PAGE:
If you have ever fired a Ruger LCP II, then the Security-9's trigger should feel remarkably similar. There is hardly any wall, and it definitely has the signature hammer-fired feel to it. You won't get any binding up before the break or any overtravel (as there is a stop integrated into the trigger guard's bottom). You might find yourself short stroking the reset a few times while firing, and the reset is a little bit longer than what you might expect. However, the trigger has a nice feel to it and is relatively easy to fire.
The one thing that disappoints us about the Security-9's design is the usage of aluminum slide rails. While many of us tend to prefer steel for its solidarity and durability, aluminum is lighter in weight and is more cost-effective for manufacturers. That's a component in explaining why the Ruger Security-9 is literally half the price of a Glock 19. The slide's steel is likely to wear down the aluminum rails over time, so you are kind of getting what you pay for with this firearm.
As for the barrel itself, it is pretty small, coming in at 4" on the dot. Small and thin, yes, but not as thin as the barrels you will find on other 9mm pistols. Take note that, near its mouth, the barrel has the contouring you would expect to see on the LCP that makes it extremely thin in that area. More contouring might bode better for some people. It is still a minor gripe that we have with the Security-9 and don't think that everyone will be bothered by the lack of contouring.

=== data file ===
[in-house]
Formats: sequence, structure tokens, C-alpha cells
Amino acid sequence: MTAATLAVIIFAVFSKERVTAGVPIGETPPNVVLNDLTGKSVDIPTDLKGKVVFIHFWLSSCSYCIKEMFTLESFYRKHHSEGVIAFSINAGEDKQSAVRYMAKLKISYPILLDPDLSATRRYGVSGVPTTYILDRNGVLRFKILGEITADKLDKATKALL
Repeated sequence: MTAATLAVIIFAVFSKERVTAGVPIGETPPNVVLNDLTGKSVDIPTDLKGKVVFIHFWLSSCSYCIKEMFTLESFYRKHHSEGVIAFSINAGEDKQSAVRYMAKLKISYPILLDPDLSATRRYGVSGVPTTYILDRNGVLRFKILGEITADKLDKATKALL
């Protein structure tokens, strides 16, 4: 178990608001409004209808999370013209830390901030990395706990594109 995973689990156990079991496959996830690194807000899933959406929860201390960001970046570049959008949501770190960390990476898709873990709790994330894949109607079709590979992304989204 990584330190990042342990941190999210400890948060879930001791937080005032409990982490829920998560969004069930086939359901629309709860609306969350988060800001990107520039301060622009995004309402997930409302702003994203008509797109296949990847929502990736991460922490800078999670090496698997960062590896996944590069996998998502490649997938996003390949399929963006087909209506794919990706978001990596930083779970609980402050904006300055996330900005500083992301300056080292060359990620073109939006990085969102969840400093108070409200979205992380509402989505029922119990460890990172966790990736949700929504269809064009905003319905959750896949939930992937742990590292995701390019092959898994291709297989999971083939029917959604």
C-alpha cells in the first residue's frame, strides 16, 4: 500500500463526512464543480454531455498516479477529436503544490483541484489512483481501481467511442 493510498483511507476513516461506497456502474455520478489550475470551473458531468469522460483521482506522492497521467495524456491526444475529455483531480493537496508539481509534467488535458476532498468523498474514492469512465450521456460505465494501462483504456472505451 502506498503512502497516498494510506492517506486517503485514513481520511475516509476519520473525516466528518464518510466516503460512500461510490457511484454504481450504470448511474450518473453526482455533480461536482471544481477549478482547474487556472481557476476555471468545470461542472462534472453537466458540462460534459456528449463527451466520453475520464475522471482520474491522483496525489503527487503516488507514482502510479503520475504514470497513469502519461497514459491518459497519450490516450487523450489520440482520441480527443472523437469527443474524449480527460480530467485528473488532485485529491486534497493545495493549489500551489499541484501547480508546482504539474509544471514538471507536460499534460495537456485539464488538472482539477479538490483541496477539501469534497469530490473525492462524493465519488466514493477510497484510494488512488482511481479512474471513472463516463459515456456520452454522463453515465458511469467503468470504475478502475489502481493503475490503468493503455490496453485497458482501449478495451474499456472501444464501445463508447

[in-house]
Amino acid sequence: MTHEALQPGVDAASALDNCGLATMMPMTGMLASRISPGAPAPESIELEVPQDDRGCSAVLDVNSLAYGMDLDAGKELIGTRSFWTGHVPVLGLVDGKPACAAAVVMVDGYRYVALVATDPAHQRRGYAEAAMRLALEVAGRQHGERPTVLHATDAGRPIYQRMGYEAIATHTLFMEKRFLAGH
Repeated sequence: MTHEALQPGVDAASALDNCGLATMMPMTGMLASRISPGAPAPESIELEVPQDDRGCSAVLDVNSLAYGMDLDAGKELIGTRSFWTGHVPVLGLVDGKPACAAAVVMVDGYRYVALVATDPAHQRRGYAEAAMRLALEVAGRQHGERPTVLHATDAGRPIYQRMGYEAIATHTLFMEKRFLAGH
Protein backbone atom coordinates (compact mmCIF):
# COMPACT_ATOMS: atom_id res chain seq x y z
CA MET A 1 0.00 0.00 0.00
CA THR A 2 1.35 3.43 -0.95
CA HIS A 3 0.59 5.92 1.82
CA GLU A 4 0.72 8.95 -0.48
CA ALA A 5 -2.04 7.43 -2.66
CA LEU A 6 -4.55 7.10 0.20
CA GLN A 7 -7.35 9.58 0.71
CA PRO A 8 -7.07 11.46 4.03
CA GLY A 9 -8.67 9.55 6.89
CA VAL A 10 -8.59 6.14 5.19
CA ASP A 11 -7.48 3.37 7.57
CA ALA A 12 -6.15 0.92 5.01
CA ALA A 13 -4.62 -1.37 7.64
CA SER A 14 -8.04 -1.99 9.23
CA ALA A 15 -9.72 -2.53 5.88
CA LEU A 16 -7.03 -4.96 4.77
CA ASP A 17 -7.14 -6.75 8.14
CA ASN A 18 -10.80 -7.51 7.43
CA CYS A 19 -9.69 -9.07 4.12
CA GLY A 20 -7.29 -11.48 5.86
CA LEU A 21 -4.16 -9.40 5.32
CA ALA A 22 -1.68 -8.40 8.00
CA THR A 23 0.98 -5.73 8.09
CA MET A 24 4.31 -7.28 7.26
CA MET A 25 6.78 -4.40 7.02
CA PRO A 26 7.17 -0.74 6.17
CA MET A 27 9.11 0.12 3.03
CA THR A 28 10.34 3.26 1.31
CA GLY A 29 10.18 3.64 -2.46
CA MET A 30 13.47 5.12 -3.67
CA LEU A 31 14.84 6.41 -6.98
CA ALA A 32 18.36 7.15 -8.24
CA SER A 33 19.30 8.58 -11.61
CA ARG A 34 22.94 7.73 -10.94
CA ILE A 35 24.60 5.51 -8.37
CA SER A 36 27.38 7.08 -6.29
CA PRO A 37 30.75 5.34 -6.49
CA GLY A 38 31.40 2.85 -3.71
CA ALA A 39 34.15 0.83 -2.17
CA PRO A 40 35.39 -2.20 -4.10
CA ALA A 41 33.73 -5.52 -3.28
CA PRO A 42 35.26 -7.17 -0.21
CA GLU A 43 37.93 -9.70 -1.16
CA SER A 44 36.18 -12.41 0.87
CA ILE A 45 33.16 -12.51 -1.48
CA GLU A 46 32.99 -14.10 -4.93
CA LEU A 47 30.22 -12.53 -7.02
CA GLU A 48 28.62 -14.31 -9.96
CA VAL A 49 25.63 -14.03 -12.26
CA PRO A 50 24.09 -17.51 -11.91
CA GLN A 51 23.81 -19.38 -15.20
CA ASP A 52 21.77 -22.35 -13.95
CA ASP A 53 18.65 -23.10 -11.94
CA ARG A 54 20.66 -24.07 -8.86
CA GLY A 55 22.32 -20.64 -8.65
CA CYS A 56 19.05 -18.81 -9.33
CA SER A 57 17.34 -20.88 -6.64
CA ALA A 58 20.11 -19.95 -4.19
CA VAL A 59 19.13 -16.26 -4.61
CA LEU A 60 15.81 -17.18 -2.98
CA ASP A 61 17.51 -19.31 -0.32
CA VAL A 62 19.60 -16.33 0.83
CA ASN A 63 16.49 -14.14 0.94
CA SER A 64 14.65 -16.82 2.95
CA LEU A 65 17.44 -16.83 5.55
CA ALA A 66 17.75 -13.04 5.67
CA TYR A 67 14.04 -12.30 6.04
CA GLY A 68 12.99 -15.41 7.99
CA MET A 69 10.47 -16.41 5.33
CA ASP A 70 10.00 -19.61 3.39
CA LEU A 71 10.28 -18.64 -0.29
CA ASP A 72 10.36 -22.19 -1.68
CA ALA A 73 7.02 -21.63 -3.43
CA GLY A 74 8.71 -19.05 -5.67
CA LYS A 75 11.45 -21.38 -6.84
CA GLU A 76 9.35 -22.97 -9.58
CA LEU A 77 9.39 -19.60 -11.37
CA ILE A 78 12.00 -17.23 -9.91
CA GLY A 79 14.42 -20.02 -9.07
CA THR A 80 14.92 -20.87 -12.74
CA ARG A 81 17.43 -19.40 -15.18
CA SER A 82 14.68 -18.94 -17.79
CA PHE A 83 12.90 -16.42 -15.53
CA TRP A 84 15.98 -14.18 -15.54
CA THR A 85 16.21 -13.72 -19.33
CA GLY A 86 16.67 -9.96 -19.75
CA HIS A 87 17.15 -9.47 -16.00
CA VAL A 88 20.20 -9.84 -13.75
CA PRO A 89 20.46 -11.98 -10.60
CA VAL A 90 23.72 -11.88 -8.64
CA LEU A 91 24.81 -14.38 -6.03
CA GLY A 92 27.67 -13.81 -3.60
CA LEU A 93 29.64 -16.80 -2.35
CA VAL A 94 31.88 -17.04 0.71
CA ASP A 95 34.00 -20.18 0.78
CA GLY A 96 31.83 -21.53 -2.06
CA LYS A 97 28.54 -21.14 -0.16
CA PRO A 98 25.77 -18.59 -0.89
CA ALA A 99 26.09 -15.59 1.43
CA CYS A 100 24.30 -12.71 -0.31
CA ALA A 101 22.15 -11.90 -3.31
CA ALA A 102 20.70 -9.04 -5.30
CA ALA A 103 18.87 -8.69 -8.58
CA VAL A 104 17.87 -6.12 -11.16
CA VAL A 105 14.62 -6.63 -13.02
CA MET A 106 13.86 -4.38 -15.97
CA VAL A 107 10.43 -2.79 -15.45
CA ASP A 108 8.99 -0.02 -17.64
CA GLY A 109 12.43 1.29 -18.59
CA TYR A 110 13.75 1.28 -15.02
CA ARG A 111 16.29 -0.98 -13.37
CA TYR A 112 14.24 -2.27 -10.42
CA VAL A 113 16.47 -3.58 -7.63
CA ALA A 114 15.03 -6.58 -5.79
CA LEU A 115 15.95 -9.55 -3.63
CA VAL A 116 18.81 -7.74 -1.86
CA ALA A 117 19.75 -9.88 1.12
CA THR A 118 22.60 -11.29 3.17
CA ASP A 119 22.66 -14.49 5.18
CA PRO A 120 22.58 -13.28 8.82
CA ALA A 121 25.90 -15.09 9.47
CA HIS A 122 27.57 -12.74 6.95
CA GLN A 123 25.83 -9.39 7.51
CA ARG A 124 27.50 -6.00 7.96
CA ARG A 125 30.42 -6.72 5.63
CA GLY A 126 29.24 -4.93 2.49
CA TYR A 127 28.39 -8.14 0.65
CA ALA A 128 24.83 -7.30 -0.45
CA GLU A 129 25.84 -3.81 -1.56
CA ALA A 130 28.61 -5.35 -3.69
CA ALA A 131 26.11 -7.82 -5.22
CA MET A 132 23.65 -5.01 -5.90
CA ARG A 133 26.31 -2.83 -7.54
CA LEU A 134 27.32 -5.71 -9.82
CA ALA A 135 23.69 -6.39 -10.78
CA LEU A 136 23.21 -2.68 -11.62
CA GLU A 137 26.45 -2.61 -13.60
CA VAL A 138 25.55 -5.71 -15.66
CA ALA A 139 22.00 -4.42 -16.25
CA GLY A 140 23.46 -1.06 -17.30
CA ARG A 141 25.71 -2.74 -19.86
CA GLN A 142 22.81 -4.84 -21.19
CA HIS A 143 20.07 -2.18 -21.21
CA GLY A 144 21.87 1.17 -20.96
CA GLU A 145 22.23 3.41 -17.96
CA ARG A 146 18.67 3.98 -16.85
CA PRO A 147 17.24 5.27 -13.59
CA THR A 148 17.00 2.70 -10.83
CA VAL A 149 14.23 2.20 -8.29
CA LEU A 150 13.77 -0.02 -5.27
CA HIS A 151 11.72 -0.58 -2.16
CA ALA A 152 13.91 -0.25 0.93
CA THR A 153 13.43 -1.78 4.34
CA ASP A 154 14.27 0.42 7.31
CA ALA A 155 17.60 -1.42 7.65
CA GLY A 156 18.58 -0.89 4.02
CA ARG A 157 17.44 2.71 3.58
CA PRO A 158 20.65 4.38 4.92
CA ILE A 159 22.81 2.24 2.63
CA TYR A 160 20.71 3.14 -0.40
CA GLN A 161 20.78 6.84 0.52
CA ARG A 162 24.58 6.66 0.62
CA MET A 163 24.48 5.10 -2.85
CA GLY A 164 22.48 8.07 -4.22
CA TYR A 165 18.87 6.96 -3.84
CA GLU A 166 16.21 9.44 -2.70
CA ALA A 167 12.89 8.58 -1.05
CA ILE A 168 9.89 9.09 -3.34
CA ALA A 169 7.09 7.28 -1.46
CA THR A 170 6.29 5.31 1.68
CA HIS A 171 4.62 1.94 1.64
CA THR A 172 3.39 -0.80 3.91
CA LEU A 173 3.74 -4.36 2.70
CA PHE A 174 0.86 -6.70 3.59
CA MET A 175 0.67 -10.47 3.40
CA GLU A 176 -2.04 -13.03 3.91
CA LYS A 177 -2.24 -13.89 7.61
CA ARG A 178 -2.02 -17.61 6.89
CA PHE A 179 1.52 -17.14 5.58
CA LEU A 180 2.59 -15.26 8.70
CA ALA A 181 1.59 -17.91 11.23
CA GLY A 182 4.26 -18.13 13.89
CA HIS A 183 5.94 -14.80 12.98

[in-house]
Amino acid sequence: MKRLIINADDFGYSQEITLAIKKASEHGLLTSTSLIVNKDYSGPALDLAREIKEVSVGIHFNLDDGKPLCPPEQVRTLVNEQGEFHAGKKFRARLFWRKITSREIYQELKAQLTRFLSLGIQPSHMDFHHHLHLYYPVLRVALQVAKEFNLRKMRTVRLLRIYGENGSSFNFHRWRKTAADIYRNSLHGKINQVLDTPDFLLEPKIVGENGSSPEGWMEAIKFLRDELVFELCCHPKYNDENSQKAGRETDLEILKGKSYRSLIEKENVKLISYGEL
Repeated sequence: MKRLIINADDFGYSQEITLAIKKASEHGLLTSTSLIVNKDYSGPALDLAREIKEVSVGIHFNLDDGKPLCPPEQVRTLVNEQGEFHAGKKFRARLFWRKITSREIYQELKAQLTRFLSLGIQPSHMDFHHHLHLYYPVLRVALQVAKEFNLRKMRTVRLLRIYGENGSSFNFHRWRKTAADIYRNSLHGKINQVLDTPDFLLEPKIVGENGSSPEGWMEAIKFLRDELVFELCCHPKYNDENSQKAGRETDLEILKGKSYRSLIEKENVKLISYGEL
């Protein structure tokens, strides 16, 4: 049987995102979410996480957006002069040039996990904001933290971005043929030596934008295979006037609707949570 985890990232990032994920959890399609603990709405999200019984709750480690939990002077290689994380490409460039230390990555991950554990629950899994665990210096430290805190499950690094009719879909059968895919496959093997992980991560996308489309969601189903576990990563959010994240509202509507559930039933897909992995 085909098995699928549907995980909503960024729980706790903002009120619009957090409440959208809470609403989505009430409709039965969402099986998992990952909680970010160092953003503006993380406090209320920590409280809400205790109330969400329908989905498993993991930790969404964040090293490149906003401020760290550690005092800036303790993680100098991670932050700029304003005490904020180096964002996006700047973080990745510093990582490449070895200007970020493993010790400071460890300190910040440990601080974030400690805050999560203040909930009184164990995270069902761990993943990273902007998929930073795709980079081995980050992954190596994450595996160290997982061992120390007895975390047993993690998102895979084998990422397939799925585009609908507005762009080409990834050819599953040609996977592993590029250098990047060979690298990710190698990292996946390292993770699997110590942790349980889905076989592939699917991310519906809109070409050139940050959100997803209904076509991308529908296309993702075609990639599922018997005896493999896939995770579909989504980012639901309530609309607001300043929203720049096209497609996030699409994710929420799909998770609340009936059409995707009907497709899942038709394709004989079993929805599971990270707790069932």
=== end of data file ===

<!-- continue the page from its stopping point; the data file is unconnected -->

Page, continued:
Obviously, the price tag is going to be a determining factor in who buys the Ruger Security-9 and why. For around $300, you get a gun that is similar to the much-more-expensive and highly regarded Glock 19. As far as concealed carry pistols go, this is a darn affordable price. Given how many people are financially struggling right now, buying the Security-9 might be one of the very few options available. For the price, we would have to say that this gun packs in a lot of value.
Of course, you are going to want to leave some room in your budget for a good holster. The Security-9 is one of those guns that you can easily carry with an IWB or OWB holster. A fully adjustable holster with a Kydex design can help protect your Security-9 from wear and tear while ultimately concealing this compact concealed carry 9mm pistol.
Factoring in the cost of the gun plus accessories like holsters, ammo, and perhaps a better rear sight will up the overall price, but not by a whole lot. The average buyer will have more wiggle room for buying nicer upgrades, which is something we would recommend doing for the Security-9. No matter what, you will get a lot of value from this gun and will probably feel like you are supposed to be getting a lot of use out of it.